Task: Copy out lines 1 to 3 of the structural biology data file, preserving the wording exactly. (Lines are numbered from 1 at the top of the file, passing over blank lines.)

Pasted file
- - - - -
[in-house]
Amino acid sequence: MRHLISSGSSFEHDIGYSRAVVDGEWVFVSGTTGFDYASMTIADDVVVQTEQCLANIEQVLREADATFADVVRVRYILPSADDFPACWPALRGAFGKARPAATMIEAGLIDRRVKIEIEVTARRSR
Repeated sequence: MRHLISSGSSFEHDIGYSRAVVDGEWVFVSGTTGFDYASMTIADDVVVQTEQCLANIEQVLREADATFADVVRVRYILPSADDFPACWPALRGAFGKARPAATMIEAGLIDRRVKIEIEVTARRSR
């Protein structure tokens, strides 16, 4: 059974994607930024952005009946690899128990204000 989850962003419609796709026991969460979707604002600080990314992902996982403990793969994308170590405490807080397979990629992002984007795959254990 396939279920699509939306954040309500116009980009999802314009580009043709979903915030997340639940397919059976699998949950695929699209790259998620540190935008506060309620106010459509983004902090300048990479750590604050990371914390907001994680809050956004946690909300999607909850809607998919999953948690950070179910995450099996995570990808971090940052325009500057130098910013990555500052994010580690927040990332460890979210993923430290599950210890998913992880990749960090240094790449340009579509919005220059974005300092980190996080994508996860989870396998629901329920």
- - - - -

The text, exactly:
[in-house]
Amino acid sequence: MRHLISSGSSFEHDIGYSRAVVDGEWVFVSGTTGFDYASMTIADDVVVQTEQCLANIEQVLREADATFADVVRVRYILPSADDFPACWPALRGAFGKARPAATMIEAGLIDRRVKIEIEVTARRSR
Repeated sequence: MRHLISSGSSFEHDIGYSRAVVDGEWVFVSGTTGFDYASMTIADDVVVQTEQCLANIEQVLREADATFADVVRVRYILPSADDFPACWPALRGAFGKARPAATMIEAGLIDRRVKIEIEVTARRSR